Criticism of massive payouts for chief executives is no longer only for union activists and investors. The phenomenon now has professors of ethics asking what it says about modern human behavior and politicians looking to curb excesses.
Many say the trend is only growing more extreme. While business leaders have always done well -- the 19th century robber barons like John D. Rockefeller and Andrew Carnegie amassed huge fortunes -- those tycoons actually owned big parts of their companies. They also ultimately gave much of their wealth away.
Today, soaring executive pay "offends most people's sense of fairness," said Archie Carroll, a recently retired business ethics professor at the University of Georgia.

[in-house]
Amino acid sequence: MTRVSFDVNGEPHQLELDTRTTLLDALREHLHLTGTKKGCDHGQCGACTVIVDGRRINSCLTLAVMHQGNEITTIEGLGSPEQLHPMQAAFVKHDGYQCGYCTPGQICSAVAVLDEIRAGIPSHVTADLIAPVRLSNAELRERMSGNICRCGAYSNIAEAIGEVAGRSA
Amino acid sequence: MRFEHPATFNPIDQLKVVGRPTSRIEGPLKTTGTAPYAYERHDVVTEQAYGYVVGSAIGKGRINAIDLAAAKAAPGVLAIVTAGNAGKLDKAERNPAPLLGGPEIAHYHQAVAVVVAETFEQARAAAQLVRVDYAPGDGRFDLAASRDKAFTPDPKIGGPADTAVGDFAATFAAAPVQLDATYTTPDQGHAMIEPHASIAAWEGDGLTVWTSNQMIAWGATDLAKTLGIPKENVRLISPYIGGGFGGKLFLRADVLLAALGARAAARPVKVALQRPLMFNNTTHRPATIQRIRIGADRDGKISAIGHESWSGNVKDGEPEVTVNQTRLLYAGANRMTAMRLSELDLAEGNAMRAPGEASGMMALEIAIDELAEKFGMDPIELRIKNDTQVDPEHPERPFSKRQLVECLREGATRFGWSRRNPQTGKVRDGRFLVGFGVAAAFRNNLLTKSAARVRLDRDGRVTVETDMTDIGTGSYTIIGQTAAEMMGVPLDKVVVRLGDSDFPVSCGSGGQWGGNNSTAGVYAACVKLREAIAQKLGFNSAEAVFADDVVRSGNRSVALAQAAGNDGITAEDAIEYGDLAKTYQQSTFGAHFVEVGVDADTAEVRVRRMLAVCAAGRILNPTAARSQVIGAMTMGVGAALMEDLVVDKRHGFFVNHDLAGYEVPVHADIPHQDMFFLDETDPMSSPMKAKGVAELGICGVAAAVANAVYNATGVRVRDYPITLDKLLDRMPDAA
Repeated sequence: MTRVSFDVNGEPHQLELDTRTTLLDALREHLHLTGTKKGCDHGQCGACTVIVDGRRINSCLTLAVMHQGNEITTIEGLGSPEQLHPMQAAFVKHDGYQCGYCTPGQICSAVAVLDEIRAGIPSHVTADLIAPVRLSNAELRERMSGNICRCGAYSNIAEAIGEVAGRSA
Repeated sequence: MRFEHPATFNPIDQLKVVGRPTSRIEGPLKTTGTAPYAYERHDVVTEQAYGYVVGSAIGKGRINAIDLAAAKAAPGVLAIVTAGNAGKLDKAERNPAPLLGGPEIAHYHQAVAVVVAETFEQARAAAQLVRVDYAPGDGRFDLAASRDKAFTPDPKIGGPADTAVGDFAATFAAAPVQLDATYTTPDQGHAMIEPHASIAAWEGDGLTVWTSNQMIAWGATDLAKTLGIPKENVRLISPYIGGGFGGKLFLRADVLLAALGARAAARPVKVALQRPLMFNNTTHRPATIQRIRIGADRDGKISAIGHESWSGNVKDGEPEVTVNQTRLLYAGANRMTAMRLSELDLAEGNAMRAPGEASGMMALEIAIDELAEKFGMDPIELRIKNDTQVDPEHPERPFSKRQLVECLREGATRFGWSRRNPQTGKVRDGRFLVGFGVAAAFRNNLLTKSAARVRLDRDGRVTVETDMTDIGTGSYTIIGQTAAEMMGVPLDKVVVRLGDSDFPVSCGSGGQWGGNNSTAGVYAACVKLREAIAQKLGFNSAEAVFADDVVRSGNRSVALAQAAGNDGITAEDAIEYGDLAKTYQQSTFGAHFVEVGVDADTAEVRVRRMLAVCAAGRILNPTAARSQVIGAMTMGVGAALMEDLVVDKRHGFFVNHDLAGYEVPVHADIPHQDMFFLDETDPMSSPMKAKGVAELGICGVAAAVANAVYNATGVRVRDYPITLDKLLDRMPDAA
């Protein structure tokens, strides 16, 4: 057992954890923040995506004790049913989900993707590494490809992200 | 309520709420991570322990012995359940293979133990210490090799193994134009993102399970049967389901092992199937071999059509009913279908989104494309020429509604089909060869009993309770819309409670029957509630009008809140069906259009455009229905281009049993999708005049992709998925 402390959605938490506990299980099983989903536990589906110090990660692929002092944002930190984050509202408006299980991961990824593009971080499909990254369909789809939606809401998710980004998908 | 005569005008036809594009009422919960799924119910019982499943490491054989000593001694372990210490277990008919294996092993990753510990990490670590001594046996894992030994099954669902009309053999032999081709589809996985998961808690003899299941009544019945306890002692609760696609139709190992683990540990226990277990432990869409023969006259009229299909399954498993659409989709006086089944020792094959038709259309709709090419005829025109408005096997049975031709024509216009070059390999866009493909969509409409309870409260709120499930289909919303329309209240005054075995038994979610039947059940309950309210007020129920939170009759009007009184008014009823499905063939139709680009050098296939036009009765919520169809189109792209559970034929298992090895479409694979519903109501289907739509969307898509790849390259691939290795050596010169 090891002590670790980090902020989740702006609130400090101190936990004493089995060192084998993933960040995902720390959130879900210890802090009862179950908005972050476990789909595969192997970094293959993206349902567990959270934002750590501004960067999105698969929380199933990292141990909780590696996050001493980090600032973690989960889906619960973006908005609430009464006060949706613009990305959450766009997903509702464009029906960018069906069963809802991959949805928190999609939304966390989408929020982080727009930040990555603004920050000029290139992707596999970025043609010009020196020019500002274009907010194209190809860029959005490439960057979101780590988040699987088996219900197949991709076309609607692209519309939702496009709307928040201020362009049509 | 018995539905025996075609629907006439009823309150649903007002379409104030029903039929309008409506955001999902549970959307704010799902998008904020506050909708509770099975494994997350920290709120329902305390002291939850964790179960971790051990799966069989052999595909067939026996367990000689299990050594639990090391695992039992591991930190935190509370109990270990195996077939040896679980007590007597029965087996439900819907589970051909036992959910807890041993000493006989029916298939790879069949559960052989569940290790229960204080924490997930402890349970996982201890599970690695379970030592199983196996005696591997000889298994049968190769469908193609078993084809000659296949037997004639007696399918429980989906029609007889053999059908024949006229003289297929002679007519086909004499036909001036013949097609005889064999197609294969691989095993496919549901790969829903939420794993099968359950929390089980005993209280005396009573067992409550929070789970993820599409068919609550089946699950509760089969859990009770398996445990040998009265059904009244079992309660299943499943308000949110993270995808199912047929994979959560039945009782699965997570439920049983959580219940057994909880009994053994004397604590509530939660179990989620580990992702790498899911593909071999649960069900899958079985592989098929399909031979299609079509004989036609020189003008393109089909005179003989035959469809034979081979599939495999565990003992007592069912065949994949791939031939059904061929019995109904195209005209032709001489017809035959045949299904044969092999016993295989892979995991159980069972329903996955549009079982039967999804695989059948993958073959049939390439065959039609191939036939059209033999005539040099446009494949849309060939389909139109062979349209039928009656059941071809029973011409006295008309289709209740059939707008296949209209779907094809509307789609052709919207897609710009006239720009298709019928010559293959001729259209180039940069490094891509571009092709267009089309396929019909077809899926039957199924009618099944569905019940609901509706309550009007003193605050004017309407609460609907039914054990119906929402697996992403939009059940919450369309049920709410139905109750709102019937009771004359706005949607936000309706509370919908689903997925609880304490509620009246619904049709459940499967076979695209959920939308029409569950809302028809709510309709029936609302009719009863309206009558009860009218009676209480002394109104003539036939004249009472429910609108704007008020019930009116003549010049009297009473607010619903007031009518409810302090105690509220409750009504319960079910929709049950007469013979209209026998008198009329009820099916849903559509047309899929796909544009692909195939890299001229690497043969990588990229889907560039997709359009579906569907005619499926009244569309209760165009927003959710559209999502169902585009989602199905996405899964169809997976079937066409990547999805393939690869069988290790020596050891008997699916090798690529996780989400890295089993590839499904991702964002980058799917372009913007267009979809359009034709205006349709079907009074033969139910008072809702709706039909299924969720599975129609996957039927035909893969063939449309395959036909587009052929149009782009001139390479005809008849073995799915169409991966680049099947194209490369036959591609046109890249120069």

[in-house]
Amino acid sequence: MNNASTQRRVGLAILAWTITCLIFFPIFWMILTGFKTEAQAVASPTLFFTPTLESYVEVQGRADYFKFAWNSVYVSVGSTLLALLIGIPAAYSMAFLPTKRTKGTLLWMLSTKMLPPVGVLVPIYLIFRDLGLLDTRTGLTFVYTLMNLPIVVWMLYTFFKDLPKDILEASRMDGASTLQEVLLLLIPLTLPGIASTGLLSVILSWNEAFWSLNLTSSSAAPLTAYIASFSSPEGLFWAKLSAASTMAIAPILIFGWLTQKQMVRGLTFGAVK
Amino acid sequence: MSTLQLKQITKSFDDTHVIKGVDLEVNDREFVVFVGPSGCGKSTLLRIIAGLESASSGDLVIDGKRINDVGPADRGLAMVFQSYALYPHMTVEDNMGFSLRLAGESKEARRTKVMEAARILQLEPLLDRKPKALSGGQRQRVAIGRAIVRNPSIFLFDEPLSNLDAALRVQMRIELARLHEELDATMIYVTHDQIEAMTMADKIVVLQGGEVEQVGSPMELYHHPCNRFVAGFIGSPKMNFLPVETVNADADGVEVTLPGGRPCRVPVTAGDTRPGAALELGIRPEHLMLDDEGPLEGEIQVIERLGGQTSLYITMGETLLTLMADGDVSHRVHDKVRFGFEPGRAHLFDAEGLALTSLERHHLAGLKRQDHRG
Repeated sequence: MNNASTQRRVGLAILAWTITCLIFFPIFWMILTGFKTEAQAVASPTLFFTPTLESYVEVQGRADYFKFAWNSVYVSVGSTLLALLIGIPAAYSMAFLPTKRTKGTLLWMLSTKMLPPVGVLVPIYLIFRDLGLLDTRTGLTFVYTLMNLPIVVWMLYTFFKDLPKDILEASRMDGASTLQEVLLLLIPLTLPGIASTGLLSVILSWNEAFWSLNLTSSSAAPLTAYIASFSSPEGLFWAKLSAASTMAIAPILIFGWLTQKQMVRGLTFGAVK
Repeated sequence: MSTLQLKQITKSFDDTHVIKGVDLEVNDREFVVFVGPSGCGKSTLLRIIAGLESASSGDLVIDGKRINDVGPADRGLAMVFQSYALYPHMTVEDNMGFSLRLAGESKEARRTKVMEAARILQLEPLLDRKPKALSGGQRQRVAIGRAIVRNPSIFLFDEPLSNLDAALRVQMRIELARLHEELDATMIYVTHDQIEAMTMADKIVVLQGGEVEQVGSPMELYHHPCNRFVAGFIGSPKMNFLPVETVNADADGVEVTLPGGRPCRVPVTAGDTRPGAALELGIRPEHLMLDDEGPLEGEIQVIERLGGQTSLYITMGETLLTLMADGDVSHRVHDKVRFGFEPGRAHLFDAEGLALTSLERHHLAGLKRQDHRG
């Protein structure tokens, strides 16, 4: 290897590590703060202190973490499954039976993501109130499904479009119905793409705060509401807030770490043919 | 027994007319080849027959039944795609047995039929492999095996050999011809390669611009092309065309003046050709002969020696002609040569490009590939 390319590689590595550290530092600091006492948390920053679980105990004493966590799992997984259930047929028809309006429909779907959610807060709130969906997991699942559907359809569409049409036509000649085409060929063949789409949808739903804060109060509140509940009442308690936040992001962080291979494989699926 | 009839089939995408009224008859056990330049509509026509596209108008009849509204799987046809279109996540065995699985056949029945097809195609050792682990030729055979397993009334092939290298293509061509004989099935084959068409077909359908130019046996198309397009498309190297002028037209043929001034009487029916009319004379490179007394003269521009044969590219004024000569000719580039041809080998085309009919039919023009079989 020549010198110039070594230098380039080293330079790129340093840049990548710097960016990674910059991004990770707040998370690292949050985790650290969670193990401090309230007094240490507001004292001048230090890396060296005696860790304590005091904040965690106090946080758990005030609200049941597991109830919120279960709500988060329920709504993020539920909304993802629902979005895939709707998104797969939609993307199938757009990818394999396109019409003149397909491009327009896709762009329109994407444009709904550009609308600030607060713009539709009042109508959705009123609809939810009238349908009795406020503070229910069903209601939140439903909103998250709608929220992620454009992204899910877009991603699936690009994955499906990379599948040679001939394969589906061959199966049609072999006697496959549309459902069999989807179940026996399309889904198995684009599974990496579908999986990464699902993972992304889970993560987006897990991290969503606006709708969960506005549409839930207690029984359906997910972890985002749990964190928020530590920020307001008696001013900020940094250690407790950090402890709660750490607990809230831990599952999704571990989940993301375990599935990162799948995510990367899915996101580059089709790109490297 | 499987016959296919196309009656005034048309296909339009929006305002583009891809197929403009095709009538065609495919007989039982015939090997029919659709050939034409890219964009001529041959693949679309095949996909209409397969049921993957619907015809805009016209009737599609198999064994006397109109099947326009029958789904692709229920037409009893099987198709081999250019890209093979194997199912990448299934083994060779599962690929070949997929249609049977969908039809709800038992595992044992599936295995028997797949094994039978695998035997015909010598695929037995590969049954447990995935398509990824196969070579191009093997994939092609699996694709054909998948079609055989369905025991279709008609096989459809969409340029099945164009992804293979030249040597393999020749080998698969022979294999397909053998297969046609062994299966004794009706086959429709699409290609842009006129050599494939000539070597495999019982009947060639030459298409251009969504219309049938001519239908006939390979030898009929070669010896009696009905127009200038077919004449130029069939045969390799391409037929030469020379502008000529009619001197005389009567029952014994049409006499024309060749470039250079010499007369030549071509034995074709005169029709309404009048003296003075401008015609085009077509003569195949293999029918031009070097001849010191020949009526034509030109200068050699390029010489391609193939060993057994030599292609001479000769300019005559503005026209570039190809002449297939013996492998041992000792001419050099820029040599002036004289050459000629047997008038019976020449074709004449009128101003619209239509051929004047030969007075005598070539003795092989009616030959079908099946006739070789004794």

It "symbolizes more than anything else how out of touch corporate America, particularly CEOs and boards of directors,, is with the rest of American society," he said.
The abrupt departure of Home Depot Inc. chief Robert Nardelli this week, with a $210 million exit package in hand, shows how skewed CEO pay can be, ethics experts say.
Nardelli's exit package, which includes $20 million cash severance as well as a pension, deferred stock awards and stock options, equals the annual incomes of about 10,000 retail stock clerks making an average $21,000 a year.